“Venom: Let There Be Carnage” is wanton slaughter lightened by monstrous zingers delivered in a growl that needs subtitles, a colossal waste of talent in front of the camera and not exactly a resume builder behind it.
Seriously, I hope the talented Tom Hardy bought himself an island — or a better agent — with this.
This noisy, collateral damage-cluttered sequel lives down to its name as a second alien “Symbiote” like Venom, named “Carnage,” takes up residence inside of Woody Harrelson‘s elaborate wig. Woody plays a serial killer named Cletus Kasady.
And as he’ll be the first to tell you, “People LOVE serial killers!”
Cletus killed lots of folks over a long period of time before Carnage came calling. And he got caught and is now awaiting execution in San Quentin. Yes, he’s so evil that California amended its death penalty laws just for him.
That’s how hapless reporter Eddie Brock (Hardy) ends up in the cell block with an exclusive interview. And that’s when the serial killer takes a bite out of the reporter (hazard of the profession) and that bite is what creates Carnage.
Shy, mopey Eddie still misses Anne (Oscar winner Michelle Williams), but she’s taken up with the more suitable Dan (Reid Scott).
Even Cletus has a lady love. Or had one. He’s obsessed with reconnecting with his equally-disturbed other half, Francis (Naomie Harris). Does he know her “special power?” He will when they get back together. There’s a reason he names her “Shriek.”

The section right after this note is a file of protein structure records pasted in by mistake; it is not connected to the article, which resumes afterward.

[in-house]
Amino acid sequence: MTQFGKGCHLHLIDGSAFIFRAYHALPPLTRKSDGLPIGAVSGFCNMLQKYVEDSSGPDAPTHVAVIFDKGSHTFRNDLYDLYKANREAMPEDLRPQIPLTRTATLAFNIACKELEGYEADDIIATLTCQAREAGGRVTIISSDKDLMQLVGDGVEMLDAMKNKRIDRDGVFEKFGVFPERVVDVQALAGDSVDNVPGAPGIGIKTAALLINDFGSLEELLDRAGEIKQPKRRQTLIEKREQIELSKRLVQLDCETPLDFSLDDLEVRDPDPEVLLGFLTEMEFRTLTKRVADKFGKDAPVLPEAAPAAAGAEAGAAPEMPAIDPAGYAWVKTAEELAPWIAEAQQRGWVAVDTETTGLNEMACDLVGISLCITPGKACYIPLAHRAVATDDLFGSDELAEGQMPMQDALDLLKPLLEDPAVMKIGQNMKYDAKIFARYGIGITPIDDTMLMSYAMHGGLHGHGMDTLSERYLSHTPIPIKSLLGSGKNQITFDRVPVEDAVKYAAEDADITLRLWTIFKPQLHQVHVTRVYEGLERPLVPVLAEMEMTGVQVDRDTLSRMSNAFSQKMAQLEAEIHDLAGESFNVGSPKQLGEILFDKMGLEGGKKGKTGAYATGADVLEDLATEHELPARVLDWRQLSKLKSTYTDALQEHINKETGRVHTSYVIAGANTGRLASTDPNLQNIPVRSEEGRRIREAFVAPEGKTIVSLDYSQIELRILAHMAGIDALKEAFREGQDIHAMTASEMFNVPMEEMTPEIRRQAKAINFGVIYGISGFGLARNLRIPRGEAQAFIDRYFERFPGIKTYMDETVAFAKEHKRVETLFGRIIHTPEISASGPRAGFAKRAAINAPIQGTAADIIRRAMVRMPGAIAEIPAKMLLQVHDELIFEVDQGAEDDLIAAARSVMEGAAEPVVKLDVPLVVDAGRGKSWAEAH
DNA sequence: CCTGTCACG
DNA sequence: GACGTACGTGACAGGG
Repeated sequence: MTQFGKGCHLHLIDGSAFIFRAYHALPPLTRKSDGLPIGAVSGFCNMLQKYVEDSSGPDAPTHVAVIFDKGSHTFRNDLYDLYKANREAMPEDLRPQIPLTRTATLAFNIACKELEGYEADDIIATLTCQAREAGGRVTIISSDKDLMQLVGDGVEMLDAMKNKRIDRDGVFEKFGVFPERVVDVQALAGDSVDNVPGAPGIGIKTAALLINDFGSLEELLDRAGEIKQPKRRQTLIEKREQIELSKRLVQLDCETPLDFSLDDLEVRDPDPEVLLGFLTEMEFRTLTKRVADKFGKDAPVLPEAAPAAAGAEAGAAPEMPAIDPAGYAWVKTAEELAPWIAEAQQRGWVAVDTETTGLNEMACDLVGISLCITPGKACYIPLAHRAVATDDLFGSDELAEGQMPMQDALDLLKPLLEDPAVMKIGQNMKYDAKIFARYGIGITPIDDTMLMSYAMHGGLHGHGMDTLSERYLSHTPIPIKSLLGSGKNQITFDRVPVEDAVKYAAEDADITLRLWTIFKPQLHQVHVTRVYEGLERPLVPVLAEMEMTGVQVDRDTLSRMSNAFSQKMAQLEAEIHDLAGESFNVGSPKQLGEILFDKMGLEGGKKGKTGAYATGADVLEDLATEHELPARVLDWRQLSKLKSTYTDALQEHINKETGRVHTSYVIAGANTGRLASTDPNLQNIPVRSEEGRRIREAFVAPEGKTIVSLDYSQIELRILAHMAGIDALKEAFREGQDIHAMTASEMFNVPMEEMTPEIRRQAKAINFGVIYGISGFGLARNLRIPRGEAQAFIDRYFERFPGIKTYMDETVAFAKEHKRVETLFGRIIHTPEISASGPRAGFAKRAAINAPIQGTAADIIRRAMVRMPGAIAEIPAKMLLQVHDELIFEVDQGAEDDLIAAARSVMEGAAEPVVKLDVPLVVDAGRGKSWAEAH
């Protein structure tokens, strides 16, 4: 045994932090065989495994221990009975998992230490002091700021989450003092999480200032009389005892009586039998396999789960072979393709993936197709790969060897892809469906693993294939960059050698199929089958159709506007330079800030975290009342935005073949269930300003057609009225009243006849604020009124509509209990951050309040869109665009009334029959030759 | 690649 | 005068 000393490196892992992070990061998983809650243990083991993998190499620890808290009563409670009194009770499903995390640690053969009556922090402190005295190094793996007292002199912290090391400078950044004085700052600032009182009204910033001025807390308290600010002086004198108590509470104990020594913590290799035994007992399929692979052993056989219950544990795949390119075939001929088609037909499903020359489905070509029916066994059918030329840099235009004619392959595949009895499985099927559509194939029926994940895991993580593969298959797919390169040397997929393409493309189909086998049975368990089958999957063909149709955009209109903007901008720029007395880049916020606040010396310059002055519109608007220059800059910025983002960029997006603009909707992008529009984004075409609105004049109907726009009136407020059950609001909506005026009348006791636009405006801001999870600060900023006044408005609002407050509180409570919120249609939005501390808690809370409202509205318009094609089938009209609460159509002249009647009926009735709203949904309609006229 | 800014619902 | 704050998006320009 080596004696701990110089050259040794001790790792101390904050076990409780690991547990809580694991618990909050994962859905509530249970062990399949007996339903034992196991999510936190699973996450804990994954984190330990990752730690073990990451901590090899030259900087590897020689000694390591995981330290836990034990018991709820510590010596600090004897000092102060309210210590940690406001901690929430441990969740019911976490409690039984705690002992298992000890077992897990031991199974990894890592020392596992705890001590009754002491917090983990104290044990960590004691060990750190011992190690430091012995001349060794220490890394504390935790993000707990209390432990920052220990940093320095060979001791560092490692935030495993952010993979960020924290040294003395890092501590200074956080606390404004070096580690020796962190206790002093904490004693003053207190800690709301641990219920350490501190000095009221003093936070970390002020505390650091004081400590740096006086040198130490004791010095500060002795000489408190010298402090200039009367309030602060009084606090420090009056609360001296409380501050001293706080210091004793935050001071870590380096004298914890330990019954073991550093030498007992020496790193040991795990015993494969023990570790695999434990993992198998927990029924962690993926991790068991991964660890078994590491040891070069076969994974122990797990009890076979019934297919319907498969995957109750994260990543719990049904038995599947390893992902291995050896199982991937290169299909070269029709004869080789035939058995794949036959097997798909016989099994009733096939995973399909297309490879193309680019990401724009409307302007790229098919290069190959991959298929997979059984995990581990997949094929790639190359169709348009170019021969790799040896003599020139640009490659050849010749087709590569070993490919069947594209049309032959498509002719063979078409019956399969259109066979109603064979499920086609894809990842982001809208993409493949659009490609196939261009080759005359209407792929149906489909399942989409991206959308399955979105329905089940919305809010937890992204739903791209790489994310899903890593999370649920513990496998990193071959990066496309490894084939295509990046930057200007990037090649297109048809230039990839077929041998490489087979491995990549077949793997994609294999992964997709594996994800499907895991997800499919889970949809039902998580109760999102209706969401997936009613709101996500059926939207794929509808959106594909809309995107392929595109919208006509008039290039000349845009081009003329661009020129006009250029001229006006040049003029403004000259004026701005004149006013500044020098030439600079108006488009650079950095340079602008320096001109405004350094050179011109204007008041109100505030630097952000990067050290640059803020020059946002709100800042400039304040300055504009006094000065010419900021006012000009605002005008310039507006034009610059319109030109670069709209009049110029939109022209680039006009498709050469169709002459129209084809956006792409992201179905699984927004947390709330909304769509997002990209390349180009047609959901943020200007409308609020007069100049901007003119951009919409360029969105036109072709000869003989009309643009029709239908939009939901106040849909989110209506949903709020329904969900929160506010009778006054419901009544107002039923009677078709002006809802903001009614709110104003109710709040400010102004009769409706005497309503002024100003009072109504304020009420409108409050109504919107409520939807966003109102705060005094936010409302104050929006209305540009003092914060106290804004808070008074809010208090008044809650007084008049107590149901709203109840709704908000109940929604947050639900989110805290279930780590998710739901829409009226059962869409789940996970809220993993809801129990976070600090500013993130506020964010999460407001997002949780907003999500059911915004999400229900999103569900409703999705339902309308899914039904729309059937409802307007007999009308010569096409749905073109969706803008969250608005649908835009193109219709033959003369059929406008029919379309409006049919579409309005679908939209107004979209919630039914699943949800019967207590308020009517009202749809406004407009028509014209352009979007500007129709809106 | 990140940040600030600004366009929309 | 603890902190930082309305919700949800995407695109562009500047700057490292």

Stephen Graham is an actor ill-suited for comic book movies trapped in a comic book movie playing a cop trapped between a dangerous reporter and a dangerous serial killer.
Venom? He’s still a nag, calling his host body a “loser” for losing his girlfriend and refusing to sate his symbiote’s appetites for human flesh and brains.
“We should out there, protecting the city — LETHALLY!”
Eddie just wants to set boundaries.
“This is a ME thing, not a WE thing.”
Bodies are flung about, pierced, beheaded and generally violated as our two symbiotes act up and act out on their way to their host-and-symbiote showdown.
Actor-turned-director Andy Serkis delivered a noisy, bloody and brisk visit to this corner of the Marvel universe. All these characters, all this “carnage” and he only burned through 98 or so minutes of our time. But that’s still 98 minutes wasted.
The story’s simple through line exposes how inept screenwriter Kelly Marcel (“Fifty Shades of Grey” is quite the um, recommendation) is about finding entertaining things to show us as we march from Point A to Point B.
Serkis works in a Hunchback of Notre Dame, with a King Kong chaser, visual homage. But the fights are in the hands of digital animators, with all the brawls staged in gloom and the action lapsing into a blur.
The ladies acquit themselves well, with Williams finding the humor in all this mayhem and Harris (Miss Moneypenny, to you.) committing heart, soul and voice to Shriek.
But if most comic book adaptations have trouble being “about” something, the “Venoms” have that problem in spades. This is, what, Eddie Brock killing his way out of his shyness?
Every beef anybody might have with the genre is writ large in the two “Venom” movies, something “Let There Be Carnage” underscores with extreme prejudice. This is visually incoherent ugliness played for laughs that just aren’t there.
Rating: PG-13 for intense sequences of violence and action, some strong language (profanity), disturbing material and suggestive references
Cast: Tom Hardy, Michelle Williams, Naomie Harris, Reid Scott, Stephen Graham, Peggy Lu and Woody Harrelson.
Credits: Directed by Andy Serkis, scripted by Kelly Marcel. A Sony/Columbia release.
Running time: 1:38